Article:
Ruby Oyinyechi Amanze: no specific time or place

RUBY TIWANI

Ruby Onyinyechi Amanze, ‘Kindred’, 2014. Graphite, ink, pigment, enamel, photo transfers, glitter. Courtesy Tiwani Contemporary.

Interview with Ruby Onyinyechi Amanze about her drawing practice before the opening of the group show Mutations at Tiwani Contemporary. Nigerian born Amanze was brought up in Britain and received her fine art training in the United States. She is currently based in Brooklyn, New York City, where she has a studio. In 2006 she graduated with a Masters of Fine Art from the Cranbrook Academy of Art (Michigan). Amanze was a Fulbright Scholar Recipient in Art at the University of Nigeria in 2012/13. Mutations at Tiwani Contemporary closes 5 July 2014.

This interview is published in ‘this is tomorrow’ (publication date: 13 June 2014).

Yvette Greslé: Drawing is central to your practice. You speak about its vulnerability and its humanness. What happens in that space-time between yourself and the surface you are about to fill?

Ruby Amanze: When you say the word surface I think about my background in textiles and working with fabrics. I see these materials as very similar to paper. I also think about surfaces as skins. Instead of putting something on top of a surface you can put something inside of it. You can dye fibres. You can draw and erase; and re-draw and accumulate an image that seeps into the surface.  You can’t ever fully erase a mark. If you spill ink it seeps into the fibre. If you erase you’ve erased off particles of the paper. When I say the word vulnerability I’m connecting it to humanness. The idea that the evidence of the hand is so present; including mistakes and failure. I could spill ink intentionally. I could also in the process of being human spill something or make a mark that perhaps I didn’t fully intend. Then I have to have a conversation with it now that it’s there. The ink might decide to do something and the graphite might be laid on too thickly. All of these different elements are participating in the making of the drawing.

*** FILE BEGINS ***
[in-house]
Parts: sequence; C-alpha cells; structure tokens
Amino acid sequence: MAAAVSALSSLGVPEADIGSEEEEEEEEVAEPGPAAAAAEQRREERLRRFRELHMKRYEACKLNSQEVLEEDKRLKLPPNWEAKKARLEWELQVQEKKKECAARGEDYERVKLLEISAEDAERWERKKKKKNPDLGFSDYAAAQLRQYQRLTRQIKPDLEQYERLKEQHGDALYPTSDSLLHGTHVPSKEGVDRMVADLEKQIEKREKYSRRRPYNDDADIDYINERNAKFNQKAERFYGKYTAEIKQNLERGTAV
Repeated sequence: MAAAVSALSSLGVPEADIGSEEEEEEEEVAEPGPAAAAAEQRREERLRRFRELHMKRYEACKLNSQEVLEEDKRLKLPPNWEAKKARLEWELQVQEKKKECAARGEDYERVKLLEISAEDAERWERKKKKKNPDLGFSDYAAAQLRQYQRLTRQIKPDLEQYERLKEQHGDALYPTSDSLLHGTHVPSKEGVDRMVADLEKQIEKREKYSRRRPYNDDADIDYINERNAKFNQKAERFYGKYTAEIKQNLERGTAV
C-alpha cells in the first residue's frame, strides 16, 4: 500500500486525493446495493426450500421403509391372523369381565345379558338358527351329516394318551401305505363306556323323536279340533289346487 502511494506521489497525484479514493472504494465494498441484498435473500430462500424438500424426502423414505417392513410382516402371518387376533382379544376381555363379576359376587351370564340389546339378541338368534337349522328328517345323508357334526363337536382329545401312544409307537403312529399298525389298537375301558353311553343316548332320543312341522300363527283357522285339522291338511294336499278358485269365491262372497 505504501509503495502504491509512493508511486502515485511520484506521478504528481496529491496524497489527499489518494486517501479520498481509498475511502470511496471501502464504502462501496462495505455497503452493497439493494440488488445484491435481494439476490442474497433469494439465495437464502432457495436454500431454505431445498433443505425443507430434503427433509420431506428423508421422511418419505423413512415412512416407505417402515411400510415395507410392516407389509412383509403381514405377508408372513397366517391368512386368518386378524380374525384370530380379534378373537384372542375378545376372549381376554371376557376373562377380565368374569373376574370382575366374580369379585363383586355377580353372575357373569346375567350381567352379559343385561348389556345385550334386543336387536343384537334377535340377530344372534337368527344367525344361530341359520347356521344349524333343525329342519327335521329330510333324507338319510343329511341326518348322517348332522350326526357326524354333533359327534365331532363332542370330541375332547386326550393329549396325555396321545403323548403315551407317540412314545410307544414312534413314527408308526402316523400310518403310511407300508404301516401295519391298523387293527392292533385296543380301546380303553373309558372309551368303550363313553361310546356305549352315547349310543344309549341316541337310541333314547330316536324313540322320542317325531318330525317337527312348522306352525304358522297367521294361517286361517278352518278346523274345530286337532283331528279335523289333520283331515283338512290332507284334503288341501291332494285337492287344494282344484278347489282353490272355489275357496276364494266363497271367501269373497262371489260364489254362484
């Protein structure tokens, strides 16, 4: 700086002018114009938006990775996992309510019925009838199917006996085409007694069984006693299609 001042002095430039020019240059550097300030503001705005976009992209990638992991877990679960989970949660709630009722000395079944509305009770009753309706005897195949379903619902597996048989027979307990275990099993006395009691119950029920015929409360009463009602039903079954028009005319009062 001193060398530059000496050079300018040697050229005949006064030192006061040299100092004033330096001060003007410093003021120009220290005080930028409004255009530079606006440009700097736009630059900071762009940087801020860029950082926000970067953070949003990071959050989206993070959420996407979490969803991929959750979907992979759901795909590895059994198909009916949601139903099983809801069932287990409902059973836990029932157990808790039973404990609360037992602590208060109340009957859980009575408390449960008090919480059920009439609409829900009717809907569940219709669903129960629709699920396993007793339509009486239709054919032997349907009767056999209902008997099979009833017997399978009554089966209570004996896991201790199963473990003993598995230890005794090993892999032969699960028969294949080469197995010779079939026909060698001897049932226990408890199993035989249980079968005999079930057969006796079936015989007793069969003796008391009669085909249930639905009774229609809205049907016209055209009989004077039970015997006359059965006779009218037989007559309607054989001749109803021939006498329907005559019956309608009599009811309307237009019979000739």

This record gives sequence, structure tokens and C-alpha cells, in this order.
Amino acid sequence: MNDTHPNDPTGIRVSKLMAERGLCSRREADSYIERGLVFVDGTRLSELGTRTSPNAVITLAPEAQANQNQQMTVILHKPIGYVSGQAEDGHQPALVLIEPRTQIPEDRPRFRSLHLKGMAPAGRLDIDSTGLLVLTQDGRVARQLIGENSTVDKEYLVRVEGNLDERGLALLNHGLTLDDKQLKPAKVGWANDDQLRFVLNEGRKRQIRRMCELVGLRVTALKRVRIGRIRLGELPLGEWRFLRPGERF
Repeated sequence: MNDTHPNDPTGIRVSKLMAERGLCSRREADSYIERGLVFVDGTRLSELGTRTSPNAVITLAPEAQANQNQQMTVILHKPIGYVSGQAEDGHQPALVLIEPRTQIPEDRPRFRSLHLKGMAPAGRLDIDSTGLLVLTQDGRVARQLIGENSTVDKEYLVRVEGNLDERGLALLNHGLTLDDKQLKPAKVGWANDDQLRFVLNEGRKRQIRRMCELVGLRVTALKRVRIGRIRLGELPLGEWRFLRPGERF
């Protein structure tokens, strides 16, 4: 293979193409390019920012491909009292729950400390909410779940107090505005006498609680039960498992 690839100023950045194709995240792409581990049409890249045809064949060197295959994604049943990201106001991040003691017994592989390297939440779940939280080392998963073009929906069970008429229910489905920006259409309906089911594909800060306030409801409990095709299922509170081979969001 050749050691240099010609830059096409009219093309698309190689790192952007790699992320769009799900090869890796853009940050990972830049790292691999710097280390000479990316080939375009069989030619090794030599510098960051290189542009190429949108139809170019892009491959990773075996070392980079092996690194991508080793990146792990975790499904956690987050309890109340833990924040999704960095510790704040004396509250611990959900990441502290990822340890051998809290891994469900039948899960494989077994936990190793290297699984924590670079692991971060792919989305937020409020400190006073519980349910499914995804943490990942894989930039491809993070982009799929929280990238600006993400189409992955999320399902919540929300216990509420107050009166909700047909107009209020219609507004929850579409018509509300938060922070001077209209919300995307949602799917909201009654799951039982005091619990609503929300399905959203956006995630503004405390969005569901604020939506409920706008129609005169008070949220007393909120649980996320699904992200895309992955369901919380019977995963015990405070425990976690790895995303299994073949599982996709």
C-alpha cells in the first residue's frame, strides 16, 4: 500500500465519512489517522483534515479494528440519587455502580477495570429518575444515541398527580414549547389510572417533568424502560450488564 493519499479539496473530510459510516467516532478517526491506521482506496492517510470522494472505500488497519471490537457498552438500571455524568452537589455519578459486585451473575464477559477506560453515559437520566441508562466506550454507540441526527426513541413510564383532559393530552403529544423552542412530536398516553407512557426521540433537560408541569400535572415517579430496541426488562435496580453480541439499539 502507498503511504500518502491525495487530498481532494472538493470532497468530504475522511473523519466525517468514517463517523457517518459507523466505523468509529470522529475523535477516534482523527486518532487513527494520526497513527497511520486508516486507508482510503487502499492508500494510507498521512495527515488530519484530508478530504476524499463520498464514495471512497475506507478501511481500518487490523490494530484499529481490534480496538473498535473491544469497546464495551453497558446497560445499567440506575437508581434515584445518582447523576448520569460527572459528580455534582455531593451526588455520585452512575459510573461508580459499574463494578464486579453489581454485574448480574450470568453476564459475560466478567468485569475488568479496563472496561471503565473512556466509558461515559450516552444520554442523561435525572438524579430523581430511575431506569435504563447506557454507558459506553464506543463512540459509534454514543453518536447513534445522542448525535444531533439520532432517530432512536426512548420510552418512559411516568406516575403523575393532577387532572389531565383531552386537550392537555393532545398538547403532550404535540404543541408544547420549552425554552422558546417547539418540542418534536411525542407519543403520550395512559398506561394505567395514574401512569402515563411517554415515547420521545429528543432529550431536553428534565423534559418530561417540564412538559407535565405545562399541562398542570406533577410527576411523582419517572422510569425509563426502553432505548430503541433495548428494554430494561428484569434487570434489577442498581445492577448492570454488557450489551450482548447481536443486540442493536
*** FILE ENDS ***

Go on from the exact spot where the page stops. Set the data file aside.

YG: Tell me about the performance-drawing (‘Twin’) that you did in collaboration with Wura-Natasha Ogunji at the Museum of Contemporary African Diasporan Arts (Brooklyn).

RA: Wura and I met in Nigeria and started collaborating.  Performance is a large part of her practice. We were thinking about how to combine drawing with thinking about drawing as performance. Making a mark on a surface is physical. In previous collaborative performances we were physically connected: in ‘beauty’ (2013) we were connected by our hair. We were thinking about ourselves as Nigerian-Americans and having this duality of culture. This is why we were thinking about this word ‘twin’: the idea of being two identities, two people. We’re both interested in durational pieces and in pushing the physicality of them (the performance was 3 hours and 34 minutes). We mirrored each other’s marks. Wura would mirror my drawing and when I would stop she would stop and I would mirror her. The speed of it, the aggression of it, or the gentleness of it, all just happened naturally.

YG: Your work focuses a lot on place and displacement. The words you use to describe your drawings –alien or ghost – imply a kind of trauma. In historical work the idea of haunting and ghosts is associated with traumatic historical events. You have developed an alter ego called Ada the Alien. You explore the idea of aliens and galaxies; perhaps the politics of Afro-futurism?